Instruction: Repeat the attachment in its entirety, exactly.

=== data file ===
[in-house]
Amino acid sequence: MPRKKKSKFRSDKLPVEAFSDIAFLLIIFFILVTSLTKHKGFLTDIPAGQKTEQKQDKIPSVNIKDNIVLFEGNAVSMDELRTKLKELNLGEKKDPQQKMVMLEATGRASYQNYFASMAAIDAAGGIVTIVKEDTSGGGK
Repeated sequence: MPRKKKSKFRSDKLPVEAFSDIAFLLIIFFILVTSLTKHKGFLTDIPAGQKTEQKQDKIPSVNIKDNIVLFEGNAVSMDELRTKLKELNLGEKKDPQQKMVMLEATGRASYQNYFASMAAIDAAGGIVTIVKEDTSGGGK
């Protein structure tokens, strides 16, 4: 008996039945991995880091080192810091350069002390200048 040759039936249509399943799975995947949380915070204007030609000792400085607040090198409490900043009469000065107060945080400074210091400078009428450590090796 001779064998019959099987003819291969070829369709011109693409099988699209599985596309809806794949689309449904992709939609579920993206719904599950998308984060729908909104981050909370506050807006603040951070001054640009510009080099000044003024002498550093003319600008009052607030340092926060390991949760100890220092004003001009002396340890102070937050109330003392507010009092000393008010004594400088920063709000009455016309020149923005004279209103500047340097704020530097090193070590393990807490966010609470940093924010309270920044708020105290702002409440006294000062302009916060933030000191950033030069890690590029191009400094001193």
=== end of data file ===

[in-house]
Amino acid sequence: MPRKKKSKFRSDKLPVEAFSDIAFLLIIFFILVTSLTKHKGFLTDIPAGQKTEQKQDKIPSVNIKDNIVLFEGNAVSMDELRTKLKELNLGEKKDPQQKMVMLEATGRASYQNYFASMAAIDAAGGIVTIVKEDTSGGGK
Repeated sequence: MPRKKKSKFRSDKLPVEAFSDIAFLLIIFFILVTSLTKHKGFLTDIPAGQKTEQKQDKIPSVNIKDNIVLFEGNAVSMDELRTKLKELNLGEKKDPQQKMVMLEATGRASYQNYFASMAAIDAAGGIVTIVKEDTSGGGK
């Protein structure tokens, strides 16, 4: 008996039945991995880091080192810091350069002390200048 040759039936249509399943799975995947949380915070204007030609000792400085607040090198409490900043009469000065107060945080400074210091400078009428450590090796 001779064998019959099987003819291969070829369709011109693409099988699209599985596309809806794949689309449904992709939609579920993206719904599950998308984060729908909104981050909370506050807006603040951070001054640009510009080099000044003024002498550093003319600008009052607030340092926060390991949760100890220092004003001009002396340890102070937050109330003392507010009092000393008010004594400088920063709000009455016309020149923005004279209103500047340097704020530097090193070590393990807490966010609470940093924010309270920044708020105290702002409440006294000062302009916060933030000191950033030069890690590029191009400094001193």